I've just been reading an old, old book about shooting, and in it I found something that I wish I'd known about years ago, while I was still competing.
Although I've been moderately successful in practical rifle exercises, I have never been particularly good at distance estimation. Therefore, I almost always missed badly with my first shot at an unknown distance, and only hit with my second or third after making mental or actual-sight-setting corrections.
To make a long story short, If you know the width of an object, you can very closely estimate your distance from it!
Here's how it's done:
Fully extend your right arm. Grasp your right fist within your left hand, left arm also fully extended. Make your arms rigid.
Extend your right index finger.
Close your left eye, and open your right eye.
Visually place the tip of your right index finger at the left edge of the object of known width, that is an unknown distance away. (You may have to swivel your body slightly, to do this.)
Without moving anything at all, close your right eye and open your left eye.
Using your knowledge of the width of the object, estimate how far to the right from its left edge your finger has "moved" when you switched eyes.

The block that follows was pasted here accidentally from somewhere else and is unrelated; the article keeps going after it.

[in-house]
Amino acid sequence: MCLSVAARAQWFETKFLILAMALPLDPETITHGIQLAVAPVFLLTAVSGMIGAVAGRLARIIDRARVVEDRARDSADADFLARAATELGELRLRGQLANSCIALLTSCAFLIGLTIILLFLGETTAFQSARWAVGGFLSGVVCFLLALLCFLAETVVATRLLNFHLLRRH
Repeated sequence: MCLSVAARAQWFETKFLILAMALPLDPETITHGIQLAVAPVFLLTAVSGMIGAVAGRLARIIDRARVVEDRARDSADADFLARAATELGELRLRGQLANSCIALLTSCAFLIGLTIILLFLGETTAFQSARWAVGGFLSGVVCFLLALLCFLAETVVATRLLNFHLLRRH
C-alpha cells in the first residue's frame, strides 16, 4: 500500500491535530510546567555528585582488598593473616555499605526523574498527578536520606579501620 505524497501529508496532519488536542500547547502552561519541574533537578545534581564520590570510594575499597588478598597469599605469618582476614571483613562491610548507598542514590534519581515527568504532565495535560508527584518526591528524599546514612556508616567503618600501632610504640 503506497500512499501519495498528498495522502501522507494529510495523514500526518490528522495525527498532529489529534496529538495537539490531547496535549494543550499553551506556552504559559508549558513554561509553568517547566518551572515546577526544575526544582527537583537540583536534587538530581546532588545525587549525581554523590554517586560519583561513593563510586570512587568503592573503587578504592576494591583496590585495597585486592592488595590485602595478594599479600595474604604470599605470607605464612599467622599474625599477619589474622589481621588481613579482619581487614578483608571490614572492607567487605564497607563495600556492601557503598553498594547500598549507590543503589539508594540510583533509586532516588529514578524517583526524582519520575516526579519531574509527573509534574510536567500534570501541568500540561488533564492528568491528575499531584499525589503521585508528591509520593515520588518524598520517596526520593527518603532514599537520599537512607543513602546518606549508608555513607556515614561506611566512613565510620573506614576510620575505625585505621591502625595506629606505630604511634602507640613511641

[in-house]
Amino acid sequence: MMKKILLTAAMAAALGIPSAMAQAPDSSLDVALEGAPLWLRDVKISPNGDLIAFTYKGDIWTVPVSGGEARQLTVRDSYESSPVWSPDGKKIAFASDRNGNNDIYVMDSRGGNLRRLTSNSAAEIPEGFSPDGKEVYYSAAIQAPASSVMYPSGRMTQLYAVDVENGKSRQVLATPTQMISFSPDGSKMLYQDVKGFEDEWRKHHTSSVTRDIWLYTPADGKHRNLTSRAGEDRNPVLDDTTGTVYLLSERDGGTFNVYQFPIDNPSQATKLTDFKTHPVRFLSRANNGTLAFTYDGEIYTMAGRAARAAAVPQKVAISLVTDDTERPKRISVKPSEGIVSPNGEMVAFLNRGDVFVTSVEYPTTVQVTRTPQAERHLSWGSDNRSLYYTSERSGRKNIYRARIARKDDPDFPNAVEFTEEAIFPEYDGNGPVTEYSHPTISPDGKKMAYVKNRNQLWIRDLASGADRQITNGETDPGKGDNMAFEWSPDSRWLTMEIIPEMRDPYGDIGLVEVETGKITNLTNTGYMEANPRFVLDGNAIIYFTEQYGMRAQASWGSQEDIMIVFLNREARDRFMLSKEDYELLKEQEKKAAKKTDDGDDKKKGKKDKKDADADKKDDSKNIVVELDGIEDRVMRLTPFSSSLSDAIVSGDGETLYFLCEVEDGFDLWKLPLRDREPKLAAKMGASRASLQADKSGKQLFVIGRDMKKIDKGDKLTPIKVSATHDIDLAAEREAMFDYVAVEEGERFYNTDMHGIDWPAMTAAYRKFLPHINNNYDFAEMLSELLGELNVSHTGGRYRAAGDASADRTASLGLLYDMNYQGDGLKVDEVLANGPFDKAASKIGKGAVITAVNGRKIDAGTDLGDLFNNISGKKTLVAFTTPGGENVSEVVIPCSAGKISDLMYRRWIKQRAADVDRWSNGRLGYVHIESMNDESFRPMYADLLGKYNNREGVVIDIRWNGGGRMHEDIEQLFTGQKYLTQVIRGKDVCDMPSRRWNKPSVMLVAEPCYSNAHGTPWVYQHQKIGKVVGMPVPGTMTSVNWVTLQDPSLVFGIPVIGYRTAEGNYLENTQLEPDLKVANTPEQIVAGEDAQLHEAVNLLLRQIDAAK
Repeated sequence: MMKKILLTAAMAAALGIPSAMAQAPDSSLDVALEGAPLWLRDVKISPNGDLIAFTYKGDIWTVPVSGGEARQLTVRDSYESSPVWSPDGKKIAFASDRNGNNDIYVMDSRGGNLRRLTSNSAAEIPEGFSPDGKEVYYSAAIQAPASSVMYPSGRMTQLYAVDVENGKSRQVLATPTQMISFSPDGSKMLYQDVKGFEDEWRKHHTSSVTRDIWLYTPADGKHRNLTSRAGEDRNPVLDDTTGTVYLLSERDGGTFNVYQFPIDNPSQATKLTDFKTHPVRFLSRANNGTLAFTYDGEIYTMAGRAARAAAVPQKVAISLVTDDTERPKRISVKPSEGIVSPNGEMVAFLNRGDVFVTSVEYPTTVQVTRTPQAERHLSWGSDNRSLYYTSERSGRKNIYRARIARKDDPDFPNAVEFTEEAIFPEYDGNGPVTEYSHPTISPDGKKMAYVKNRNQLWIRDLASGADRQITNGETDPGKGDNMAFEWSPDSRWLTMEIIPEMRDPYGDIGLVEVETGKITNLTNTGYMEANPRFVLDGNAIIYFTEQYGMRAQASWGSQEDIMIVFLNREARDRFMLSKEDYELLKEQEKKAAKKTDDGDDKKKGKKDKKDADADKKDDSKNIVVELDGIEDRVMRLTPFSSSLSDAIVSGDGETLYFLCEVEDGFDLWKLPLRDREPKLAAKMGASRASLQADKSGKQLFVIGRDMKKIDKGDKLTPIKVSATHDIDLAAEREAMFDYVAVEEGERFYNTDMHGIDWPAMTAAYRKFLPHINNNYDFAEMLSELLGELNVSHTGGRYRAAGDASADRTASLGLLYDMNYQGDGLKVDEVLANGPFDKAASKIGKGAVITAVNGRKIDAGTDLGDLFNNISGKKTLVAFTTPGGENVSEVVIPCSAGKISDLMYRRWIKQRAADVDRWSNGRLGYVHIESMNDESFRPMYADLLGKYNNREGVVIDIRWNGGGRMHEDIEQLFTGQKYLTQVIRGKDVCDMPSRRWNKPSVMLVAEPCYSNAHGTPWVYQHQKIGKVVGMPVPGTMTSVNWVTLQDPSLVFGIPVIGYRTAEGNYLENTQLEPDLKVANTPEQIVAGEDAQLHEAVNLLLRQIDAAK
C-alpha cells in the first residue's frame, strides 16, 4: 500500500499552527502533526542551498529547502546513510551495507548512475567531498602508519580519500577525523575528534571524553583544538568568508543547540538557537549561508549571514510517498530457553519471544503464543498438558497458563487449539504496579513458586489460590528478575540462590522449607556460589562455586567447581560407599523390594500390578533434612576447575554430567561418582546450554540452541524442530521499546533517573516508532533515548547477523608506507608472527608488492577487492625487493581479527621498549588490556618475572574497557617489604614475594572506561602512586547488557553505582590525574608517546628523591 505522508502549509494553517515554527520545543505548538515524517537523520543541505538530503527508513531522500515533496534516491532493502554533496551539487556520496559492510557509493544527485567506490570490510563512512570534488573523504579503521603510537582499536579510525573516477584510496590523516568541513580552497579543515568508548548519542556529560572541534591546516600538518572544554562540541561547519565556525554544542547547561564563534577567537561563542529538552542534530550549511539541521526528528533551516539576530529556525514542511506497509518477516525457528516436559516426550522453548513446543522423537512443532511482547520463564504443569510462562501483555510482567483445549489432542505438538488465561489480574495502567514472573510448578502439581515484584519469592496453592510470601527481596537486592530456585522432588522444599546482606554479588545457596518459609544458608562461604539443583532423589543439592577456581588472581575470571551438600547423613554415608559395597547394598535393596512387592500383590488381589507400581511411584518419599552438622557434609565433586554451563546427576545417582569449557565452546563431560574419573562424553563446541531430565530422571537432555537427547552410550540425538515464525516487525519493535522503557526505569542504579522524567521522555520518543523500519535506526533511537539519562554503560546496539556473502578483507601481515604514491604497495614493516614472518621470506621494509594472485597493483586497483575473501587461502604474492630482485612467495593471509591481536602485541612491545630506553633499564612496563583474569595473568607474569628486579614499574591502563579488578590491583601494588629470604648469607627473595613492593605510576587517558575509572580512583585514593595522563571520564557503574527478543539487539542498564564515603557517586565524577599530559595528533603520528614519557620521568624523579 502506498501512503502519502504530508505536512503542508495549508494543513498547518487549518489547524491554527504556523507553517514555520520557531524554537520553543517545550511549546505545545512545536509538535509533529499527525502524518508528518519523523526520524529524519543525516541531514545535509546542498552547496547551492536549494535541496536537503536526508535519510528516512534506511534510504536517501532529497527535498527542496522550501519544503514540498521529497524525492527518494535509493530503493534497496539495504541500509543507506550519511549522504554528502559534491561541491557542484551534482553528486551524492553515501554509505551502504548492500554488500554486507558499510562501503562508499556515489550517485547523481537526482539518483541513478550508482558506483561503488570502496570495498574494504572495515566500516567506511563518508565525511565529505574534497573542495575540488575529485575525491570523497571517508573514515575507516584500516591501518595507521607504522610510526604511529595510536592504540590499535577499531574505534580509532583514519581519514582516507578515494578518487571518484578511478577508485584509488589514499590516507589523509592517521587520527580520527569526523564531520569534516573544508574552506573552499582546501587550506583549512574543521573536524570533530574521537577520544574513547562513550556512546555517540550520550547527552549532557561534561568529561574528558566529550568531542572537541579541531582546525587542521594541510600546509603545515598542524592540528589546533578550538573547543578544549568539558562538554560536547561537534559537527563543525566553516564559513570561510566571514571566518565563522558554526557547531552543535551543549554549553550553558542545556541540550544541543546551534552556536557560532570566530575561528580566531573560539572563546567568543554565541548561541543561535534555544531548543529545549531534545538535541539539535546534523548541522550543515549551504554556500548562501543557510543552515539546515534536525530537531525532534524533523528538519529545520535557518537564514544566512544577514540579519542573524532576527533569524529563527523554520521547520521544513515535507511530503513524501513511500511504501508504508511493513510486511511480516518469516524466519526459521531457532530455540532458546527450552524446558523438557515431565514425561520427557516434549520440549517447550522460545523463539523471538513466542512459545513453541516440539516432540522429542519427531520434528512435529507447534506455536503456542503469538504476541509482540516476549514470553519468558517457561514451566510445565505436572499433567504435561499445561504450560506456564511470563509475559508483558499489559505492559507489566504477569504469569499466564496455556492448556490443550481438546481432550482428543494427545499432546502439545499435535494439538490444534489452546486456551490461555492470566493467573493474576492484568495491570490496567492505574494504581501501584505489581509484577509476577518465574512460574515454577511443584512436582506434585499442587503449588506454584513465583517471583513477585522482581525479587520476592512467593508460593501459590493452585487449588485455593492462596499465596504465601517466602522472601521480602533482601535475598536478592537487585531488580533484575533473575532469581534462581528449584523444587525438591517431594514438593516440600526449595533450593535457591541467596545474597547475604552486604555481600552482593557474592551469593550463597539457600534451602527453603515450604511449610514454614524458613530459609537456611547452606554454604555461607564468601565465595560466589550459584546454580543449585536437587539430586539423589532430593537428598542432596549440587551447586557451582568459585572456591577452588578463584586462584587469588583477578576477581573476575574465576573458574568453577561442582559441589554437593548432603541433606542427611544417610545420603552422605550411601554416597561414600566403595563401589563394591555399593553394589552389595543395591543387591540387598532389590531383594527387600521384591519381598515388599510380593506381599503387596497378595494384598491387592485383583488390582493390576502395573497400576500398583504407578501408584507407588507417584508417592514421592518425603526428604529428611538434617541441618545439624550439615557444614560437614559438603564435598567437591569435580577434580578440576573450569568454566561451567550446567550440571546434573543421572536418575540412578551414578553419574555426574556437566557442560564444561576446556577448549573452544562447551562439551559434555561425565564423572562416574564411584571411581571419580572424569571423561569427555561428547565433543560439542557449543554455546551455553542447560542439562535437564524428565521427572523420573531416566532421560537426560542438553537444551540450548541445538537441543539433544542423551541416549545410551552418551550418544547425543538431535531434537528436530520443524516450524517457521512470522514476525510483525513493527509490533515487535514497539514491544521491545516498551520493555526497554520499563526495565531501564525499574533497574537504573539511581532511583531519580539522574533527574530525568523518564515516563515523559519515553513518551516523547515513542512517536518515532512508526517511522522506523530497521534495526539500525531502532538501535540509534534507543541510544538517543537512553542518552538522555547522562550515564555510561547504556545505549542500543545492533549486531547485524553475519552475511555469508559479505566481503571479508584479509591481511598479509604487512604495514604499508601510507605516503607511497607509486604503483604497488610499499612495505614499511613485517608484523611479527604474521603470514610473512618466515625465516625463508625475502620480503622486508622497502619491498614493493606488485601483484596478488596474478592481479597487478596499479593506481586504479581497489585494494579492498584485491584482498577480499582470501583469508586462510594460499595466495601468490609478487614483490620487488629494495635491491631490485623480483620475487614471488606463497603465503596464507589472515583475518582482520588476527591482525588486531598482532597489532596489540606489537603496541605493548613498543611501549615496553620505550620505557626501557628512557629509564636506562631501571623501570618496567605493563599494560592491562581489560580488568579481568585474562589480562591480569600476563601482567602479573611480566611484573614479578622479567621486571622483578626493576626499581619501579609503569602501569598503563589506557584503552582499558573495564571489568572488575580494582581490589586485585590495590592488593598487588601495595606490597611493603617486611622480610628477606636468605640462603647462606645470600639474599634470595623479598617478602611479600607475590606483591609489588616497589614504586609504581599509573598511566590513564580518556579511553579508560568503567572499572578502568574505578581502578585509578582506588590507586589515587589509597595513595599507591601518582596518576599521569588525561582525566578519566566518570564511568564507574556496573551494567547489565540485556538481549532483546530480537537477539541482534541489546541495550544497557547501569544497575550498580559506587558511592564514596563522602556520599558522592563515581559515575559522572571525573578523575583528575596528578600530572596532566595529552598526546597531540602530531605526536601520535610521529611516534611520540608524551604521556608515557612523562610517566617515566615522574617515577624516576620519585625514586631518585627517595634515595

Multiply this estimated distance by 10.
That is your distance from the object!
The ratio of the width between your eyes to the length of your arm is just about 1:10.
Sitting in my reading chair, my fingertip "moves" about a foot of the 18" width of the DVD player.
Thus, the DVD player is pretty close to 10 feet from my reading chair.
(Turns out, it is so close to 10 feet away that it isn't worth noting the difference.)
(I'm going to be posting this same technique on a couple of other forums, so you may see it again.)
Thanks for the estimator. I'll apply it to the range I go to. They have no markers on the walls and the members side is the only one with distance readouts on the target mover. I'll mark 1 foot on the cardboard backer and be good to go.